QI improves the activities of SOD and GSH, and decreases MDA content in the sera and heart tissues of aging rats. (A) Diagram of the animal experiment. All treatments were administered by tail vein injection once daily for two weeks. (B) Sera and (C) heart tissue homogenates were used to detect biochemical parameters associated with oxidative stress, including SOD, GSH and MDA, according to the protocols of the respective kits. Data represent the mean ± standard deviation. *P<0.05 and **P<0.01 vs. vehicle group. QI, Quercetin-3-O-α-L-rhamnopyranoside; SOD, superoxide dismutase; GSH, glutathione; MDA, malondialdehyde.
Endothelial dysfunction has been implicated in the initiation and propagation of vascular diseases, including atherosclerosis, hypertension, cardiac hypertrophy and congestive heart failure. The oxidative stress induced by ROS, such as superoxide, H2O2 and peroxynitrite, is a key cause of endothelial cell dysfunction (23). The main chemical constituents in the leaves of Lindera aggregata (Sims) Kosterm. are flavonoids, which are known to have a favorable effect on the prevention and treatment of cardiovascular disease. In the present study, the antioxidant activity of QI derived from the leaves of Lindera aggregata (Sims) Kosterm. was investigated in vitro and in vivo. The results revealed that in QI treatment, autophagy serves an important role in regulating the Nrf2 pathway to protect HUVECs from damage caused by oxidative stress.
Oxidative metabolites are involved in the functional inactivation of endothelial cells by increasing cell permeability and as potent inducers of endothelial cell death. The MDA level reflects the extent of cell damage induced by oxidative stress (24). An oxidative stress model was established in the present study, according to the results of preliminary experiments, which identified that a concentration of 1,400 µM H2O2 resulted in a cell viability of ~50%. The antioxidant enzyme SOD and reducing compound GSH are considered to augment the antioxidant defenses in endothelial cells. SOD scavenges superoxide radicals by converting them to hydrogen peroxide, which is then converted to water by catalase and GSH peroxidase (25). The results of the present study revealed that QI alleviated the H2O2-induced decrease in SOD activity and GSH content in HUVECs, suggesting that the cytoprotective effect of QI is likely associated with the restoration of endogenous antioxidation and the decrease of lipid peroxidation. This effect was also verified in aging rats, which were considered as a suitable model in the current study since the amount and activity of antioxidant enzymes in the body decrease with age, causing an increase in reactive oxygen and thus leading to a decline in physical function and various diseases. Aging rats undergoing QI treatment displayed improved SOD activity and greater GSH levels in the sera and heart tissues, as compared with the vehicle control. The MDA concentration was also reduced in QI-treated cells and rats, confirming that QI improves the ability of endogenous antioxidation.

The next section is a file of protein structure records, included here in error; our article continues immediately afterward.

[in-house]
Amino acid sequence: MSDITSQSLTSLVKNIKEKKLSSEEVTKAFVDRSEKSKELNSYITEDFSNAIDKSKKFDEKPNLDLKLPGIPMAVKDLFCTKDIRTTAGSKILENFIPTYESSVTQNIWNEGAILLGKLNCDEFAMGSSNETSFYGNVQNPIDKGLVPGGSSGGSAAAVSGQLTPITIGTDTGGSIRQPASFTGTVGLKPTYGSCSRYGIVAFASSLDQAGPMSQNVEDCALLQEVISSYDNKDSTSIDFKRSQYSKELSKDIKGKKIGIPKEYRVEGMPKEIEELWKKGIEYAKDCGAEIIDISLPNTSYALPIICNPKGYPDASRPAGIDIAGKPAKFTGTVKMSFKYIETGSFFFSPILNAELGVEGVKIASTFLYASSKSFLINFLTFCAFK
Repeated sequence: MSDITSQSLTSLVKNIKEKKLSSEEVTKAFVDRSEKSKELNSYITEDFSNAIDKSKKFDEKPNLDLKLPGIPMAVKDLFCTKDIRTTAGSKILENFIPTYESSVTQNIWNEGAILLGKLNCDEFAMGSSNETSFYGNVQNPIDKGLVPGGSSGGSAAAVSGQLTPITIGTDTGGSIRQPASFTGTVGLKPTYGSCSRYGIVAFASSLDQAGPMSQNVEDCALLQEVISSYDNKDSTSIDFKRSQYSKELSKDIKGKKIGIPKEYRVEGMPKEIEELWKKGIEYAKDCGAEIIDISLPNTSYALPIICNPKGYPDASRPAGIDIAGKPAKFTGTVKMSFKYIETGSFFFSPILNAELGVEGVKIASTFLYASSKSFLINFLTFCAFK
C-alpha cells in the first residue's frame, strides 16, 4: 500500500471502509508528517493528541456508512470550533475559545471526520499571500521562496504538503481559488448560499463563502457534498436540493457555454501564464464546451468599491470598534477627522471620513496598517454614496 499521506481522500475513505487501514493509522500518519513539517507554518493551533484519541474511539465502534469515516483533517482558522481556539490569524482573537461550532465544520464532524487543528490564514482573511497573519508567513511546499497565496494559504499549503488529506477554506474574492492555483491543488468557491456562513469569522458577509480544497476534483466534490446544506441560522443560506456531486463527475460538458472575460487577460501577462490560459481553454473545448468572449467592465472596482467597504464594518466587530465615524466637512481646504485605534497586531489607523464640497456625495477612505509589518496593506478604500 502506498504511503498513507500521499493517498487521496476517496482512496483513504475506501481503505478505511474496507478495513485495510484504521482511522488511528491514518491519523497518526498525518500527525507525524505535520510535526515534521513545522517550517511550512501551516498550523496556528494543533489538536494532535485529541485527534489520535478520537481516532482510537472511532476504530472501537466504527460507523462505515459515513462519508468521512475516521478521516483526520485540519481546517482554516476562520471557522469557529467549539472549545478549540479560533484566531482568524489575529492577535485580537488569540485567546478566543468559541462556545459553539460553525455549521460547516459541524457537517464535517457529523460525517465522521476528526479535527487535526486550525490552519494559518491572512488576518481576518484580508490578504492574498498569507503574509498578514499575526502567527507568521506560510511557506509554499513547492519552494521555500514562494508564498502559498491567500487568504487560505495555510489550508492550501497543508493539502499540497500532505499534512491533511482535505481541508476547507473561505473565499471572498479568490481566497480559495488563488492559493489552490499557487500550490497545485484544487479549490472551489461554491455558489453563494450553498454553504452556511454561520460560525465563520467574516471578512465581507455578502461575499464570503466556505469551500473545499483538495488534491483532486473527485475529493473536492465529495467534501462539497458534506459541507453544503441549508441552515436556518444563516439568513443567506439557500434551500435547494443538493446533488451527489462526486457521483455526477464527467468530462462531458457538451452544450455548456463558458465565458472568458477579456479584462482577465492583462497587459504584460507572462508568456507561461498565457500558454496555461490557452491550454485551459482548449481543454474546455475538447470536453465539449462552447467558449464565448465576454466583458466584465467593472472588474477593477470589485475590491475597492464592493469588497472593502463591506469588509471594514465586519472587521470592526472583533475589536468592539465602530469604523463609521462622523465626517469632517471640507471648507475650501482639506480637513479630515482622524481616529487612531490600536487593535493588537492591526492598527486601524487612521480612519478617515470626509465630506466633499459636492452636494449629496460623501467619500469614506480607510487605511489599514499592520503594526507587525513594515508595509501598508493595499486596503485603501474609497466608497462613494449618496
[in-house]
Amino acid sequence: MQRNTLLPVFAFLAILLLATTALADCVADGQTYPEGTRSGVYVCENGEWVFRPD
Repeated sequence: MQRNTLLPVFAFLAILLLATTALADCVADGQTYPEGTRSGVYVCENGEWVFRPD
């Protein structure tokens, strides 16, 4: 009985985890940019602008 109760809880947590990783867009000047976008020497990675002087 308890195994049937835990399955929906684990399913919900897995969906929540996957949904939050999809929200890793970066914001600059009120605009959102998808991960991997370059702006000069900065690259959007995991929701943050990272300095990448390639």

Excessive production of ROS in cells can directly and indirectly cause mitochondrial dysfunction, apoptosis and cell death (26). Nrf2 target genes are involved in the elimination of ROS (27). Therefore, Nrf2 is a potent transcriptional activator that serves a central role in the expression of several cytoprotective genes in response to oxidative stress (4). It was recently reported that the autophagy pathway maintains the integrity of the Keap1/Nrf2 pathway for normal liver function by governing Keap1 turnover and that Nrf2 accumulation is the dominant cause of liver damage in autophagy-deficient mice (28). Additionally, autophagy is an effective protector of the inner ear against oxidative stress (8). To elucidate the underlying mechanism of these antioxidant effects, the expression levels of relevant proteins were measured in H2O2-damaged HUVECs following QI treatment in the present study. Treatment with QI inhibited the activation of Caspase-9, cleaved Caspase-3, and cleaved PARP, demonstrating that QI protects HUVECs from damage resulting from H2O2-mediated apoptosis. Immunofluorescence imaging and western blot analysis demonstrated the transfer of Nrf2 protein from the cytoplasm to the nucleus following QI treatment. Furthermore, transfection of cells with Nrf2 siRNA resulted in attenuation of the cytoprotective effect of QI. It is, thus, speculated that Nrf2 regulation is the critical cause of the antioxidant properties of QI.